Friday, August 8, 2014

State Finally Gets Rid of CGI, But Optum Has Been Sued For a Massive Fraud

Why Optum May Be Worse Than CGI
Quotes of the Week:  “We did review a number of folks for their skills and capabilities and made the best judgment we could.  We are undoubtedly going to get hammered.  I don’t care.  Our job is to solve this and solve it with the best resources available….” Lawrence Miller, Health Care Reform Chief, discussing hiring Optum to take over Vermont Health Connect’s website work

·         State Finally Gets Rid of CGI, But Optum Has Been Sued For a Massive Fraud
·         “Into the Frying Pan” by Randy Brock
In an abrupt departure from his unwavering support of CGI, creator of Vermont Health Connect’s bungled website, Governor Shumlin announced on August 4th that he was finally dumping CGI and replacing it with OptumInsight (Optum).  After a year of development by CGI, the website still cannot handle changes in circumstances or insurance coverage renewals, which are coming up soon. The amicable split from CGI was in sharp contrast to Shumlin’s earlier assertion that CGI had “underperformed at every turn”.  That’s because CGI is not really going away.  CGI will still be in the background, hosting the web services needed to run the website, while Optum takes on the website design and testing work.  Health Care Reform czar Lawrence Miller says that the testing process “will not be quick; we’ll be running through every scenario to find out what’s broken and fixing it”.  He does not anticipate that the system will be fixed in time for the upcoming health plan reenrollment process, which means that once again, Vermonters will have to go through a laborious paper enrollment process.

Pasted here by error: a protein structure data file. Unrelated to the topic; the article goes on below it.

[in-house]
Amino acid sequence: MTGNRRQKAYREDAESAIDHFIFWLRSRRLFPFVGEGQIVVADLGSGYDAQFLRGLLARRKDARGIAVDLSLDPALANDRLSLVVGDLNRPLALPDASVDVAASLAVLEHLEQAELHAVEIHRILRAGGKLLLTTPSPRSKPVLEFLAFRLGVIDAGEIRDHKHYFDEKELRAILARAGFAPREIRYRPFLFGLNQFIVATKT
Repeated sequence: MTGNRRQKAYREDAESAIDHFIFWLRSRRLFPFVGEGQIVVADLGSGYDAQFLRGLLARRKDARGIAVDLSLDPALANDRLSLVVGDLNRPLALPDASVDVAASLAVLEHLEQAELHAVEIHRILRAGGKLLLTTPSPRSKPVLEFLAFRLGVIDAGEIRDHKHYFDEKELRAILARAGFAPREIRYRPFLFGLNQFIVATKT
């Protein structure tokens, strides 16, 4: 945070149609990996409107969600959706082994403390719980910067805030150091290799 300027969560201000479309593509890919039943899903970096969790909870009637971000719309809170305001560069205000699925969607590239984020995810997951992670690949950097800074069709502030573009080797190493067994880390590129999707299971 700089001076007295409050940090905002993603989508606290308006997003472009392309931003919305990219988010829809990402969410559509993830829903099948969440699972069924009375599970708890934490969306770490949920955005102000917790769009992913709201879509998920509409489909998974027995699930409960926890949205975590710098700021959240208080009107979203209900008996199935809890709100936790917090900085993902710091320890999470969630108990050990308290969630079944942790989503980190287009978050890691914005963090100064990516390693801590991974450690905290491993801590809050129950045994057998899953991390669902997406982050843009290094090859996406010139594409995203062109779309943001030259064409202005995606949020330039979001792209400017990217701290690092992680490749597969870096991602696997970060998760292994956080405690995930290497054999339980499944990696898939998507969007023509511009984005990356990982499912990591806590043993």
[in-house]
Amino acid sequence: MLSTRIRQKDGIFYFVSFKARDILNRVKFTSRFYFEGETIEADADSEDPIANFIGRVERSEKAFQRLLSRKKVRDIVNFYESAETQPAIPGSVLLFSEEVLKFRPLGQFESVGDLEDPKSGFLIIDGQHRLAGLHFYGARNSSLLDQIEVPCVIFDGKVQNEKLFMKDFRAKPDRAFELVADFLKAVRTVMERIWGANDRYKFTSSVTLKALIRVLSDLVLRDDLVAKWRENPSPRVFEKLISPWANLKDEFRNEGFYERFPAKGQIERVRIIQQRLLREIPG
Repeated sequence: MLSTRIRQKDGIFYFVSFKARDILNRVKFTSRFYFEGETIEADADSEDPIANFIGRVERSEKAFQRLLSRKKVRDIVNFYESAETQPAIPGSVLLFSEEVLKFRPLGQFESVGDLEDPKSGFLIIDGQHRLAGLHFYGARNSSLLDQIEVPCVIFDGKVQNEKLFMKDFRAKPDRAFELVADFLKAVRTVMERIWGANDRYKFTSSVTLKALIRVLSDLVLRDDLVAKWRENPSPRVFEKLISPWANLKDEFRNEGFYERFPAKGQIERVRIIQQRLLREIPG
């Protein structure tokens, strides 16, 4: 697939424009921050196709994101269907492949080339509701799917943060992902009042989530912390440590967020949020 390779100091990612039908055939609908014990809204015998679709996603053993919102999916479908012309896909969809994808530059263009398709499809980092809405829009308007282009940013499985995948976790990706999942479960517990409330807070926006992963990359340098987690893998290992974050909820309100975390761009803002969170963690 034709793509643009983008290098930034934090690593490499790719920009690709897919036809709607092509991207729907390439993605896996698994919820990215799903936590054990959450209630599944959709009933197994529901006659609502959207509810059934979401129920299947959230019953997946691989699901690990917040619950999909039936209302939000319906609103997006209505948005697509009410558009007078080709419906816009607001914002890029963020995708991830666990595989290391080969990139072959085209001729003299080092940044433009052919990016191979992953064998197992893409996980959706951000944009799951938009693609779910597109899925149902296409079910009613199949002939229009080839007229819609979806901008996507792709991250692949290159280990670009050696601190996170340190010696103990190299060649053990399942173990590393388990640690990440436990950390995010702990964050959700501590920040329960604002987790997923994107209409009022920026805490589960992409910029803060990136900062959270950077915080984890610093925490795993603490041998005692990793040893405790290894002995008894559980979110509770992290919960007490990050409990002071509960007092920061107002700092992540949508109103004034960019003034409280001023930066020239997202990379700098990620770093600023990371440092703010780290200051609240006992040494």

CGI will be paid $67 million of an $83 million contract.  The state will pay CGI another $9.7 million between now and CGI’s exit date of September 20th, for work completed by that date.  Performance penalties, which should have been much higher, were limited to $5.1 million by CGI.   Vermont has spent over $90 million altogether on Vermont Health Connect.  The administration says that 97% was Federal money.  That means Vermonters have paid $2.73 million out of the state’s coffers.  And Federal money is taxpayers’ money too.
Shumlin’s firing of CGI was long overdue and should have happened six months ago, according to Vermont Lt. Governor Phil Scott.  Even Lawrence Miller has shown some frustration, saying, “The big question is, why the hell we didn’t do this months ago – because it takes months…”